Earl Rowe Provincial Park offers six hiking trails, including the Lookout Trail that leads to an observation deck overlooking the park and surrounding area.

If you’re willing to venture further afield from the GTA, MacGregor Point Provincial Park features a collection of biking and hiking trails, with several routes along Lake Huron’s stunning shoreline. You can’t miss the sunsets here!

8. Can I ride my ATV and/or snowmobile in the park?

All-terrain vehicles are NO allowed anywhere in Pretty River Valley Provincial Park.

Snowmobiles allowed on Ontario Federation of Snowmobile Clubs (OFSC) trails ONLY. For information on snowmobile trail locations and conditions, visit the OFSC Interactive Trail Map.

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For more information on the rules and regulations within the provincial park, please contact the Park Office at 705-429-2516.

9. Where can I mountain bike in the park??

Mountain biking is allowed in the northern section of Pretty River Valley Provincial Park.

A guy on a bicycle, walking through the forest.

Riders will find that Pretty River Valley is home to a 40+km network of advanced singletrack. Here’s what you should know:

  • these trails are NO suitable for beginners
  • follow the trail and don’t take shortcuts
  • If you can’t ride a section of the trail, walk your bike; don’t think a walk around
  • keep a single track

Remember to keep other trail users in mind, as Pretty River Valley is home to multiple trail networks for both hikers and bikers.

For more information on mountain bike trails, use Trail Forks.

10. What should/shouldn’t I pack?

If you visit in summer

Plan to bring sunscreen, a hat, water, snacks, and a good pair of walking shoes.

Ticks are also common in much of Ontario, including the Pretty River Valley. For tips on how to protect yourself, review our blog on tick safety.

If you visit in winter*

Dress in warm clothing (layers are best), including wool socks and a good pair of winter boots. Pack a change of socks in case your feet get wet, a hot drink, water, and snacks.

Pair of snowshoes along trail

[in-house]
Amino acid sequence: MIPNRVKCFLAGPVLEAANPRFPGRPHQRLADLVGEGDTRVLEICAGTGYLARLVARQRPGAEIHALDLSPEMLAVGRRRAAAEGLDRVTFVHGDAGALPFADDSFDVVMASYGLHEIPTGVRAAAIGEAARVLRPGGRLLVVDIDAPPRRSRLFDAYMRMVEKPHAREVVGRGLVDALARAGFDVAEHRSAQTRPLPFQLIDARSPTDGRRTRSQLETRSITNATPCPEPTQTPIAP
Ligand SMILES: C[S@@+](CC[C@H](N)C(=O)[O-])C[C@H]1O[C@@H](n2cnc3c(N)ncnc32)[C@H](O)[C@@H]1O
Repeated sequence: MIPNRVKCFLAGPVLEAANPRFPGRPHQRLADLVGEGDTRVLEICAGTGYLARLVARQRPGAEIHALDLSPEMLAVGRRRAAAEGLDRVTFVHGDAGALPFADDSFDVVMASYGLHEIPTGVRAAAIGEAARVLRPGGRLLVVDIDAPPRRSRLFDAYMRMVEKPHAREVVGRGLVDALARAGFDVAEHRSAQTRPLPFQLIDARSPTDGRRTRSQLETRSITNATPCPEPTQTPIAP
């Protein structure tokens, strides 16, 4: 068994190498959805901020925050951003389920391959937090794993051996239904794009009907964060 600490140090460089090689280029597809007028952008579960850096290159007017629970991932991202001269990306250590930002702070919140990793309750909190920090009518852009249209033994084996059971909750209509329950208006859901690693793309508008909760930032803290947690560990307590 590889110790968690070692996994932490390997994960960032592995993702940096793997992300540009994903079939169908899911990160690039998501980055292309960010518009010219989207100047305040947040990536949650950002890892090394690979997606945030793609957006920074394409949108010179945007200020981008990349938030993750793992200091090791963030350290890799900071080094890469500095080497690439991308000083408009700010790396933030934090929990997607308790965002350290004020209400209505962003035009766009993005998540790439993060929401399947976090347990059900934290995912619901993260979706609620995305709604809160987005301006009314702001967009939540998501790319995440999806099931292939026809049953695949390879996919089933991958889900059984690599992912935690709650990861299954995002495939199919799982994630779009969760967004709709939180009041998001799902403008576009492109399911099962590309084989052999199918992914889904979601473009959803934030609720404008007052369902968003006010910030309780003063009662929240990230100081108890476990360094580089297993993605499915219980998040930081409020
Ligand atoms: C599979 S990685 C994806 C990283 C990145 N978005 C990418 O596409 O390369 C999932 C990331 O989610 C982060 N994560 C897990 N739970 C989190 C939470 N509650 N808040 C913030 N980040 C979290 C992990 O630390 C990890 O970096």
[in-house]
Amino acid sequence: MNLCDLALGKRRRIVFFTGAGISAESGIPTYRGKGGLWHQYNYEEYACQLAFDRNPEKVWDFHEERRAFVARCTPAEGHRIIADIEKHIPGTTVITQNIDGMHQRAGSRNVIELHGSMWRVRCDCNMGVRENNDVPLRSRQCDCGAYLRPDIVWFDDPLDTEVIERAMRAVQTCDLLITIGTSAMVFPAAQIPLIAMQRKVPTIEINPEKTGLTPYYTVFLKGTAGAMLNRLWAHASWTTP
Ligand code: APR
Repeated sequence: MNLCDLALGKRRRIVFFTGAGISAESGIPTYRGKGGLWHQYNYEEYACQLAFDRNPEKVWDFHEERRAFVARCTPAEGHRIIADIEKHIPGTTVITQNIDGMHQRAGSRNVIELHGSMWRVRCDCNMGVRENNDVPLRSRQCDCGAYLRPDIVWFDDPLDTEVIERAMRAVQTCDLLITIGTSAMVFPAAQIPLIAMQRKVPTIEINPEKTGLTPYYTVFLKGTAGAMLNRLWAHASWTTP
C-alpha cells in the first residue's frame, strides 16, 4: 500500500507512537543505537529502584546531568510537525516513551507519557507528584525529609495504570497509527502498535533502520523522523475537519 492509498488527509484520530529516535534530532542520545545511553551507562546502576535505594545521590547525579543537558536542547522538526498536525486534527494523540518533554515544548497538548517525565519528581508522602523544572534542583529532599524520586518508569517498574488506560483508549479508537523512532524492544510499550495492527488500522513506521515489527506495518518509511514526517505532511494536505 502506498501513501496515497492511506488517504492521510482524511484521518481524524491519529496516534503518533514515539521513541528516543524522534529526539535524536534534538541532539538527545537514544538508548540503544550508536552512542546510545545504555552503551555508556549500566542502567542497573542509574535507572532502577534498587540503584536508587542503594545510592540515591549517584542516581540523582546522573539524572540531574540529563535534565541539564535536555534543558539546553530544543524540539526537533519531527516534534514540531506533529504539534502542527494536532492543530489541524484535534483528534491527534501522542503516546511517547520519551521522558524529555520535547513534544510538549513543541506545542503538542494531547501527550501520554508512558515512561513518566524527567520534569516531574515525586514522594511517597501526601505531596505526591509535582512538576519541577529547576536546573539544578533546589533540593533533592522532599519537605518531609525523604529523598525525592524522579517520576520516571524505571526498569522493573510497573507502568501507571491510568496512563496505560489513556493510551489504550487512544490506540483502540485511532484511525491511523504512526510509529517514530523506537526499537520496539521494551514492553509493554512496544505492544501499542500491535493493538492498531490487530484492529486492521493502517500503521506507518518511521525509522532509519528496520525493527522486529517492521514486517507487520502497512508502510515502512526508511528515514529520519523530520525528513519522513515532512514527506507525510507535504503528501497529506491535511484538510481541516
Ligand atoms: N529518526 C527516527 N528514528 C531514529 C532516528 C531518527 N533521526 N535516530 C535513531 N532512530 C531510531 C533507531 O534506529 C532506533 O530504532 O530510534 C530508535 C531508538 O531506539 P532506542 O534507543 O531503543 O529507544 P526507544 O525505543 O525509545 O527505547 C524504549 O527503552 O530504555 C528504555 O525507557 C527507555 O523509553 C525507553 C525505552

Be aware of your body’s limits and plan your route so you don’t stray too far from your vehicle. It’s also important to familiarize yourself with the park before you arrive and make sure you have a good map of the area.

*be careful during deer hunting season in late fall and early winter; For your safety, it is highly recommended to wear “hunter” orange clothing during this time.

What you should leave at home:

Please do not bring alcohol or firewood. Please remember that fires are not allowed in the park at any time and violators will be fined.

Also, try to limit the amount of food packaging and other disposable items you carry with you. Disposal of garbage and waste in non-designated areas is unacceptable and fines are imposed.

soda can stuck in a treeCome on, friends, we can do better than this…

Remember: we all share responsibility and stewardship of our protected spaces. If you pack it in, take it out.

11. How can I help protect and preserve the park for future users?

stream in the forestYou can help preserve our park for future generations by obeying park signs and regulations.

Use established trails and stay on the path. Going off trail damages habitats and puts species at risk.

It is also prohibited to remove plants or natural objects from provincial parks. Please refrain from picking flowers, picking mushrooms or any other action that removes a natural object from the park.

Take your trash home with you!

cup of coffee at a trail sign on a hiking trailThis is not a trash can! Please dispose of all trash responsibly. If you pack it, pack it!

Nothing ruins a visit to a beautiful natural area more than coming across someone else’s discarded coffee cup.

If you bring it, take it out.

We must all work together to protect Ontario’s natural world. Thank you, fellow environmentalists!